Fall: The Perfect Time for Outdoor Learning & Conversations!

Get outside to freshen up your early learning activity plan!


Fall brings cool breezes and intense colors, which makes it a great time to be outside. Learning outside is a great way to fully engage children’s senses and spark learning. As the leaves turn from green to gold and animals prepare for winter, children can observe a lot. But that’s not the end of autumnal, activated learning.

Outdoor activities lend themselves to a wide range of topics for the children you work with. And, when we involve children in the process, that learning can grow exponentially. Check out the get-outside-and-learn ideas below, share them with your students, and then get outdoors and have some fun!


Outdoor Learning across the Indiana Early Learning Foundations:


Creative arts 

Paint outside! Move an easel outdoors or hang a sheet on a fence. Select fall colors and consider using natural tools as your brushes. Talk with children about their work:

  • “What kind of strokes will branches, plants and flowers make?”
  • “What happens when we combine yellow and red?”
  • “How can we paint the wind?”


Math and science

Build with blocks or cardboard boxes outside to create shelters (or just silly structures). involve families by asking them to bring in any size cardboard box. You can expand by bringing out plastic animals or toys that can be easily cleaned once taken back inside. Ask children about their building work:

  • “How tall can we stack these boxes?”
  • “Does your building keep the animals safe from rain? Which part does that?”
  • “What’s taller? Your garage or my barn?”


More science

Bring your water and sensory tables outside. Bonus: when you’re done playing, cleaning up is much easier outside! Add some seasonal items to the mix – sticks, mini-pumpkins, gourds, leaves or anything else. Talk about what they’re exploring:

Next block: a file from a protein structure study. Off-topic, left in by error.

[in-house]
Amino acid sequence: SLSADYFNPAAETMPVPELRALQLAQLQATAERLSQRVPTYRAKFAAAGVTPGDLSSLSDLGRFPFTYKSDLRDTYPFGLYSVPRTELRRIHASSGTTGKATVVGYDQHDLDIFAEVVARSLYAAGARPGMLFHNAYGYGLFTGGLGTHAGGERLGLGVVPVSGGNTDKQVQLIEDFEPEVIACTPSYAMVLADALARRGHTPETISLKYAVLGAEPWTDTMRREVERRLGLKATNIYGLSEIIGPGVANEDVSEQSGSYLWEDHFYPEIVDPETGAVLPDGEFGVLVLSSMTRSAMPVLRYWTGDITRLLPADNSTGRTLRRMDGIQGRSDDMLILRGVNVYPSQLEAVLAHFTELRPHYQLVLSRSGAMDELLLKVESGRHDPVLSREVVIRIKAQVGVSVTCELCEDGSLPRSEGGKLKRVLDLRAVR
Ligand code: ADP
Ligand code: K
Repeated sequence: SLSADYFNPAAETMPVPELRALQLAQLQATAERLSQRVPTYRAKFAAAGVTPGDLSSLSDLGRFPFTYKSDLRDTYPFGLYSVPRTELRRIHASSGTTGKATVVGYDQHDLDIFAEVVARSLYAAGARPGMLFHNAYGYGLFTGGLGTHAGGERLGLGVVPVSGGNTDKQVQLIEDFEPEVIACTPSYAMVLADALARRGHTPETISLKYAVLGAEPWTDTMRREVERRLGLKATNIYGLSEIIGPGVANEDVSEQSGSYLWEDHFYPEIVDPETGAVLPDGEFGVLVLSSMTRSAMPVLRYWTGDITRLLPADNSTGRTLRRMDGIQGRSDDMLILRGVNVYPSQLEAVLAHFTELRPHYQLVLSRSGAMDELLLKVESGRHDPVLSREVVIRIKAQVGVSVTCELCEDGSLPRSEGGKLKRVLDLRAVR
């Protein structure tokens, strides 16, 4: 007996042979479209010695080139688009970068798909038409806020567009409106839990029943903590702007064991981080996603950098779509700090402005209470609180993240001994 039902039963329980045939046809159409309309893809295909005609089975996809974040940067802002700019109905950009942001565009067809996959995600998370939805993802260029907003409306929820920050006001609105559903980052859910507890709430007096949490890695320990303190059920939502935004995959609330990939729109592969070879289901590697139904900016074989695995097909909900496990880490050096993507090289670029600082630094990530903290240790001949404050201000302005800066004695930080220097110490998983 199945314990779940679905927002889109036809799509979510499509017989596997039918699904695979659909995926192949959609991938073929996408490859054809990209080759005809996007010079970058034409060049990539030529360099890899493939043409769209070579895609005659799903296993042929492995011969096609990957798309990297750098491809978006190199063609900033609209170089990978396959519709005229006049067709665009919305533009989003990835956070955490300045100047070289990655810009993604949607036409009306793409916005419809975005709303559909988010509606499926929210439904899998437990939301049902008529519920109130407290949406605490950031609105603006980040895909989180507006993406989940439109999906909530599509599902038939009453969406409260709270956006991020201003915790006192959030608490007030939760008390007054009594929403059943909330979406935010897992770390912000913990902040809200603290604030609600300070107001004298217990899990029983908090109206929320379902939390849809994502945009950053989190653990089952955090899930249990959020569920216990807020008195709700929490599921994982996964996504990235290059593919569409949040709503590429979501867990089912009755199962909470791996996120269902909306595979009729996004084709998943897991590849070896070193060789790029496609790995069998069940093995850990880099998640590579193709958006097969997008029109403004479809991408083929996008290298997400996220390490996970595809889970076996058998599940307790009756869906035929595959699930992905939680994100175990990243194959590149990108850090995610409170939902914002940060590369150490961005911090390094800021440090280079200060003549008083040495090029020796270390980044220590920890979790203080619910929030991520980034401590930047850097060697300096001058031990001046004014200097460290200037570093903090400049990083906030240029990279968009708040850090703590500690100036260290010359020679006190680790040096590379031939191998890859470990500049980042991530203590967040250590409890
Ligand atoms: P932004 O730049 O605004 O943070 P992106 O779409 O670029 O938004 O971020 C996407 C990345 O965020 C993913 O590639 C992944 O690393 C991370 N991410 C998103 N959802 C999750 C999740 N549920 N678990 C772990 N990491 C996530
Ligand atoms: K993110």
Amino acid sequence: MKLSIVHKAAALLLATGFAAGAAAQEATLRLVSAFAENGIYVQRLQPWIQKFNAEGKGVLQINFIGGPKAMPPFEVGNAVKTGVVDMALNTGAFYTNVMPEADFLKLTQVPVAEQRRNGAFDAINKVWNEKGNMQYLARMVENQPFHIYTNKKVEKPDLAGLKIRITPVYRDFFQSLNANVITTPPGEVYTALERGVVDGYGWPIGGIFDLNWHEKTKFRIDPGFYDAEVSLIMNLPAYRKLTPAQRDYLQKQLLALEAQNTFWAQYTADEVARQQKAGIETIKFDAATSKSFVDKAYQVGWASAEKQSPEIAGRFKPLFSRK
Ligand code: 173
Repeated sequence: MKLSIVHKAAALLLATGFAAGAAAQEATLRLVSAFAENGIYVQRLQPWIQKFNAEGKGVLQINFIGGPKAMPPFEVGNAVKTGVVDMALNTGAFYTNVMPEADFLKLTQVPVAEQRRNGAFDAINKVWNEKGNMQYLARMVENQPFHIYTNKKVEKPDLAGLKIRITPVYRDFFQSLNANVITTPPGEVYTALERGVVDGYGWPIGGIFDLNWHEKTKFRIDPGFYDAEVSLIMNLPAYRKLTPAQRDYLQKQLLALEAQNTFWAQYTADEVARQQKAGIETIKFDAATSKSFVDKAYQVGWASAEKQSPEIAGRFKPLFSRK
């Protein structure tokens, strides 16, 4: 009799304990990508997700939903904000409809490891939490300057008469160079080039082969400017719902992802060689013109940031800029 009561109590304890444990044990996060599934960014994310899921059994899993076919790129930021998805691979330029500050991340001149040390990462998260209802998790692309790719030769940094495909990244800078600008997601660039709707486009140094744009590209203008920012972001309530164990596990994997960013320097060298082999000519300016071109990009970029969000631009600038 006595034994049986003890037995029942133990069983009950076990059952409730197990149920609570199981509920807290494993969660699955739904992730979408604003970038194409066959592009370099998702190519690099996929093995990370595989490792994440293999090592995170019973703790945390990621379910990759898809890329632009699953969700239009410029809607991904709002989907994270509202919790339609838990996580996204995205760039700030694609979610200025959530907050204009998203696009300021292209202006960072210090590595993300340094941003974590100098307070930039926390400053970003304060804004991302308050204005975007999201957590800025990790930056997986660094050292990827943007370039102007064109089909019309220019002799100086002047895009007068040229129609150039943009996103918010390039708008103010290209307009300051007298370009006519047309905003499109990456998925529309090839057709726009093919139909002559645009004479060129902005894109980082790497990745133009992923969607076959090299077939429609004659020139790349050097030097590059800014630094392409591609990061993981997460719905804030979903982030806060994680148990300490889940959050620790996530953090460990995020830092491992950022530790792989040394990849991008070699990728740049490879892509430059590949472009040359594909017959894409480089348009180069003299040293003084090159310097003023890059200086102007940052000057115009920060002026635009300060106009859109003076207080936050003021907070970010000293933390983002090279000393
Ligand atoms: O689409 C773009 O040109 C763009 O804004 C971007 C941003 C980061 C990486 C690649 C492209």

• “ What do the sticks feel like?”
  • “Oh, are you sorting the leaves by color?”
  • “Can the twig be a bridge across the sand?”


Fall Learning Child Care Leaves OutdoorsSocial studies

Take a fall walk or hike. Ask children to find different kinds of buildings, streets and signs. Then, have a conversation about what the signs mean:

  • “What does that red and white sign tell us to do?”
  • “How many houses have trees with changing colors today?”
  • “Should we turn left or right here?”


Creative arts and English / language arts

Bring dramatic play outdoors! Outdoor kitchens, construction sites, mobile animal clinics and farmers markets all make great play settings. Want more ideas, check out this resource from The Empowered Educator Online. Invite children to reflect on the stories they create:

  • “What are you cooking? Who will be eating it?”
  • “Oh, did the kitty get sick? What can we do to help?”
  • “Tell me what your team is building first today? What will you build next?”


Don’t forget to reflect on your impact!

As you reflect on each activity or revisit it this season, take a minute to celebrate how you’re helping children learn and grow. Children learn from outdoor play in many, many ways. Some things you might observe in the learning include:

  • Building deeper child engagement
  • Nurturing better coping and problem-solving skills
  • Sparking creative social play
  • Supporting more cooperative play


About the author: Lenore Friedly designs and implements projects that support families and early childhood professionals with the goal of creating strong, collaborative relationships that support all young children. Developing avenues for authentic partnerships between families and providers is her professional passion. Her previous work in the field, including teaching at a co-operative preschool, supporting parenting teens and working with Early Head Start families, has continuously reinforced the importance of uplifting parents in this important work.

Lenore says, “my hope is that more and more, we recognize that children are stronger when the adults in their world work as partners.” Recently, she worked on the newest edition of the Learn More Magazine: Zero to Five, which seeks to help families consider career and educational awareness from diapers through pre-K.